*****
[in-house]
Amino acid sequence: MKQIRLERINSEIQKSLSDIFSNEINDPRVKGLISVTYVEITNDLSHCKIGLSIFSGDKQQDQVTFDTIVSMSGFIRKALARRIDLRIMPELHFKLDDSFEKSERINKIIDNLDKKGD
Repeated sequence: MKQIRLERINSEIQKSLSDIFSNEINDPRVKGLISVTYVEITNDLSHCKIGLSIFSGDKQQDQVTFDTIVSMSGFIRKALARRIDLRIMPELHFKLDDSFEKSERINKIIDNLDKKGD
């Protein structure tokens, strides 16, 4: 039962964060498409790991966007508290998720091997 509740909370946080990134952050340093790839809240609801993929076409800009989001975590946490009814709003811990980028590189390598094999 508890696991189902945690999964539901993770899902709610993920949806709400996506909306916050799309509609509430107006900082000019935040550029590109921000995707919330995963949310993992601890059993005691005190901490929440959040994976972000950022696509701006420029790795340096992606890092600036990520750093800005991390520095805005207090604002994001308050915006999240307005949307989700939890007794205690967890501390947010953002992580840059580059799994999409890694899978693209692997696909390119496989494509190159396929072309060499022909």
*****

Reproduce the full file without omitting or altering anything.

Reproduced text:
[in-house]
Amino acid sequence: MKQIRLERINSEIQKSLSDIFSNEINDPRVKGLISVTYVEITNDLSHCKIGLSIFSGDKQQDQVTFDTIVSMSGFIRKALARRIDLRIMPELHFKLDDSFEKSERINKIIDNLDKKGD
Repeated sequence: MKQIRLERINSEIQKSLSDIFSNEINDPRVKGLISVTYVEITNDLSHCKIGLSIFSGDKQQDQVTFDTIVSMSGFIRKALARRIDLRIMPELHFKLDDSFEKSERINKIIDNLDKKGD
């Protein structure tokens, strides 16, 4: 039962964060498409790991966007508290998720091997 509740909370946080990134952050340093790839809240609801993929076409800009989001975590946490009814709003811990980028590189390598094999 508890696991189902945690999964539901993770899902709610993920949806709400996506909306916050799309509609509430107006900082000019935040550029590109921000995707919330995963949310993992601890059993005691005190901490929440959040994976972000950022696509701006420029790795340096992606890092600036990520750093800005991390520095805005207090604002994001308050915006999240307005949307989700939890007794205690967890501390947010953002992580840059580059799994999409890694899978693209692997696909390119496989494509190159396929072309060499022909």